Tag Archives: memoir

The Reading Experience

Images courtesy of http://macrophotoz.com
Images courtesy of http://macrophotoz.com

I’ve always been an advocate for the printed (real) book and when there was hysteria about the ebook being the demise of the printed book, I couldn’t see it happening.

The reason for this is the reading experience you have with a real book. There’s the smell of the ink and paper for a start. It evokes memories of a lifetime of reading, of being a child discovering stories for the first time. Then there are the printed words on the page that transform into ideas and images inside your brain. It’s magic!

Of course, you can get the essence of a story in an ebook but it feels more like work and the words don’t compute (no pun intended) the same way. In fact, I’ve been told that we miss about 25% of information and errors when reading on a screen.

Then there are places that we read. In bed, in the bath, on trains, at the dinner table. I don’t recommend using an electronic device while in the bath but I can see the usefulness of an ebook when travelling. But the real book doesn’t run out of batteries and can be taken anywhere.

I have talked about the anatomy of the book in the past, but that was from a publishing point of view. Let’s look at the design elements of a book from a reader’s point of view:

Cover design is the most important aspect of the book design and can make a huge difference to someone picking it up or passing it by in a bookshop or an online retailer. The cover design needs to fit the story, the ideal reader and current trends in the market and will create an image (or expectation) for the reader of what the book is about.

White space is integral to the layout of the pages. How wide are the margins and spaces between the headings and text, how much space between the lines? As a reader you may not have thought about this but the space around the words makes it easier on your eyes and more enjoyable to read.

Font choice marries with the overall design of the book. Is it a modern or old-fashioned style? Is the font larger for an older reader?

Paper choice can change the feel of the book in your hands. Stark white paper makes it hard for the reader to look at and makes the book stiff and heavy. There are some paperbacks that use a very creamy, almost yellow paper that is coarse and that also makes it hard to read. A slightly off-white, smooth paper is easy on the eye and smooth to touch while also creating a flexible book that is easy to hold.

The format of the book is another aspect to the whole reading experience. Have you ever read a book that is so big and heavy that your wrists hurt after half an hour? Or do you avoid hard cover books for the same reason? While a hard cover is prestigious (authors are not usually published in hard cover until they are well known and the publisher knows the books will sell), many people wait for the soft cover to be released before they read it. Hard cover books are also more expensive, so this is another factor to waiting.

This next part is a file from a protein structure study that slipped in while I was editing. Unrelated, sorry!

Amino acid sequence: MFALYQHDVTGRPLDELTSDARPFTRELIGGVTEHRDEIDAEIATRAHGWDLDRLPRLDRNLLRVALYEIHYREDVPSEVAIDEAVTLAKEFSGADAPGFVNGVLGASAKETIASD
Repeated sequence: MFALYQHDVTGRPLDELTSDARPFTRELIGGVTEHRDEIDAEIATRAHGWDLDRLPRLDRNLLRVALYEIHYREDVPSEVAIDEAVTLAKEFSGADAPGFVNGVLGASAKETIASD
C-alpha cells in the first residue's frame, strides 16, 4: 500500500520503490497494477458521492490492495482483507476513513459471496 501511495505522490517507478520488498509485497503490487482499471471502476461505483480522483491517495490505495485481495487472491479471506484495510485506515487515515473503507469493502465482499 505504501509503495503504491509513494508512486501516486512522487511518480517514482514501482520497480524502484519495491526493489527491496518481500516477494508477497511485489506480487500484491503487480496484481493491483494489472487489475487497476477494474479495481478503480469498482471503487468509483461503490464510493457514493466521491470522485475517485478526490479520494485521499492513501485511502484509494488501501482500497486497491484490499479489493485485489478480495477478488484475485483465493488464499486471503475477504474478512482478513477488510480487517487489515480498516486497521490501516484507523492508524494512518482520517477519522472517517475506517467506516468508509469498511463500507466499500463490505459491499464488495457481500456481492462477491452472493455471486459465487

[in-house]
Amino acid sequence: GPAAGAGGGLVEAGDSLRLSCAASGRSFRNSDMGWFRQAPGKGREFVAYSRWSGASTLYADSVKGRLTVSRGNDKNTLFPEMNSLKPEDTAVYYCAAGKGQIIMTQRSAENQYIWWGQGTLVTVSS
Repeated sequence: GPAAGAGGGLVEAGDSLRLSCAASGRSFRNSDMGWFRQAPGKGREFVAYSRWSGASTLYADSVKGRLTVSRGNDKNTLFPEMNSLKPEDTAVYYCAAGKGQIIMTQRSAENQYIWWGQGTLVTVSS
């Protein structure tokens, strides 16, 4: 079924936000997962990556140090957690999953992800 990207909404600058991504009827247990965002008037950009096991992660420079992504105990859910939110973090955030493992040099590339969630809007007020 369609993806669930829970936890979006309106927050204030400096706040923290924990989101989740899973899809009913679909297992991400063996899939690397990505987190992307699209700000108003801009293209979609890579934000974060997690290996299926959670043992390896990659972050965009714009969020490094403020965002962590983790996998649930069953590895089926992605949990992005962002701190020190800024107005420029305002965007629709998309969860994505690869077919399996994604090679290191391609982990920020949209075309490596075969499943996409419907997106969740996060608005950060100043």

So when you pick up your next book to read, think about the physical aspects of your experience. Enjoy the pleasure of the whole package and get lost in the magic.

Blaise, the book chick

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So you want to be a writer?

Work in progress
Work in progress

In a room full of people I would say that around eighty per cent have at least one book in them. And secretly, many of them have the desire to write it.

But should they?

Each of us has a unique fingerprint and this means that we are essentially one of a kind. So telling a story should be different for everyone. But this doesn’t ring true if you look at what is on offer out in the world of literature. Many people write what they think the industry wants, which comes out as clichéd, risk averse and often boring.

Having a good idea for a novel or an ‘interesting life’ for a memoir, does not make good writing, and even for a seasoned writer, the story that’s in your head doesn’t always translate onto the page as you would hope.

The main reason for this is that people think that they can bang out a story and – hey presto! – there’s a best seller. If only I had a dollar for every time someone came to me saying, ‘This is going to be a best seller’. If anyone could predict such a thing, we’d all be doing it.

I’m a huge advocate for new and emerging writers. And we do a lot of work with people through workshops and mentoring to help them improve their work. But at the heart of great writing is hard work. This is where the wanna-be writer will fall away – once they realise how much sweat and tears goes into it.

So what do you need to be a writer? Yes, there is the need for some talent but there are many out there who write great books on little talent because they put the work in. You need resilience, tenacity and an open mind because to make it in the writing world you will come up against rejection and naysayers over and over again. It will feel like ground hog day. You’ll also need to work and rework your writing until you are so sick of the sight of it that you may want to torch the whole damn lot.

If you asked a writer if they’d do all that work again on a novel they just brought out they may look at you like a crazy person but it’s a bit like childbirth. Once you have that baby in your arms, you forget all the pain and discomfort that went into making it. And then you go back and do it again.

So you want to be a writer? Be prepared to work hard. Don’t give up. And have that vision of yourself holding the baby in your arms.

Blaise, the book chick

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